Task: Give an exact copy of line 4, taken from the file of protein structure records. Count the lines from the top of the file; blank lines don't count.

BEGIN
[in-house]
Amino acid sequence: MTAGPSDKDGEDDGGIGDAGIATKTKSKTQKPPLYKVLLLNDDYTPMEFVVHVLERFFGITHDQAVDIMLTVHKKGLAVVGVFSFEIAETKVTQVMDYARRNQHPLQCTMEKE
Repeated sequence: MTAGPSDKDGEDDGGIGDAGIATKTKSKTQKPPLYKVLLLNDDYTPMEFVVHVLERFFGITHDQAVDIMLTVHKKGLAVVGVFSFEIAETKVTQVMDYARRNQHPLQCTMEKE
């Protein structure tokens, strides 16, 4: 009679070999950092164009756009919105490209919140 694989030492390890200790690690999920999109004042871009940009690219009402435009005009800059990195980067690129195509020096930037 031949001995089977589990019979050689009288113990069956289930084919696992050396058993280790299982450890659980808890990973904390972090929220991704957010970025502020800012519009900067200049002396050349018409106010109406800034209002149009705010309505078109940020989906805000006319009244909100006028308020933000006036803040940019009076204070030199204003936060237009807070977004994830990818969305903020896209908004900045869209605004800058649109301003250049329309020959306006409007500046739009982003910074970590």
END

């Protein structure tokens, strides 16, 4: 009679070999950092164009756009919105490209919140 694989030492390890200790690690999920999109004042871009940009690219009402435009005009800059990195980067690129195509020096930037 031949001995089977589990019979050689009288113990069956289930084919696992050396058993280790299982450890659980808890990973904390972090929220991704957010970025502020800012519009900067200049002396050349018409106010109406800034209002149009705010309505078109940020989906805000006319009244909100006028308020933000006036803040940019009076204070030199204003936060237009807070977004994830990818969305903020896209908004900045869209605004800058649109301003250049329309020959306006409007500046739009982003910074970590």